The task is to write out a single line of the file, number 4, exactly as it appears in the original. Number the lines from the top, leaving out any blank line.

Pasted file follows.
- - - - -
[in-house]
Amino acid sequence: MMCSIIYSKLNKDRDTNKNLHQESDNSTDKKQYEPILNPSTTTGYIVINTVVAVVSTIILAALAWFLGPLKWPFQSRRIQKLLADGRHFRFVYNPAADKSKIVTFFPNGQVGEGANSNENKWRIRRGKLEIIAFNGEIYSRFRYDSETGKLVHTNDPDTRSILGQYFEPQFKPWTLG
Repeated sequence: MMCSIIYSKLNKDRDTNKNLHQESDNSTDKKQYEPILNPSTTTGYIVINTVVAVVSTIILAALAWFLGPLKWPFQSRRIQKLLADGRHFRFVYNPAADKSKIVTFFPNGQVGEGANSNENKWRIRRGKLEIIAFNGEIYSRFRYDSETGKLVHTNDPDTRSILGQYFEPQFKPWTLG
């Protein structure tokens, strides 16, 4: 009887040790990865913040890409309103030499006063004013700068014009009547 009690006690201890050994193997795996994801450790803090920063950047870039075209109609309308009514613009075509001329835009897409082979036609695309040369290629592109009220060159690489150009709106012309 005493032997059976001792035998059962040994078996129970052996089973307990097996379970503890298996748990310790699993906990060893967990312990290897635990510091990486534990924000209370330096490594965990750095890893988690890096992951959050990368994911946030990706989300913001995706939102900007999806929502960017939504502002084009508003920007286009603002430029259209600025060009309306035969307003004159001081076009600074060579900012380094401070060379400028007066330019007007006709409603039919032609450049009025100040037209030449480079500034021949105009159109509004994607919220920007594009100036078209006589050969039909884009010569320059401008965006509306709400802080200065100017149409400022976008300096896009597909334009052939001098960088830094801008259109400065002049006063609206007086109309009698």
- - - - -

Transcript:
């Protein structure tokens, strides 16, 4: 009887040790990865913040890409309103030499006063004013700068014009009547 009690006690201890050994193997795996994801450790803090920063950047870039075209109609309308009514613009075509001329835009897409082979036609695309040369290629592109009220060159690489150009709106012309 005493032997059976001792035998059962040994078996129970052996089973307990097996379970503890298996748990310790699993906990060893967990312990290897635990510091990486534990924000209370330096490594965990750095890893988690890096992951959050990368994911946030990706989300913001995706939102900007999806929502960017939504502002084009508003920007286009603002430029259209600025060009309306035969307003004159001081076009600074060579900012380094401070060379400028007066330019007007006709409603039919032609450049009025100040037209030449480079500034021949105009159109509004994607919220920007594009100036078209006589050969039909884009010569320059401008965006509306709400802080200065100017149409400022976008300096896009597909334009052939001098960088830094801008259109400065002049006063609206007086109309009698």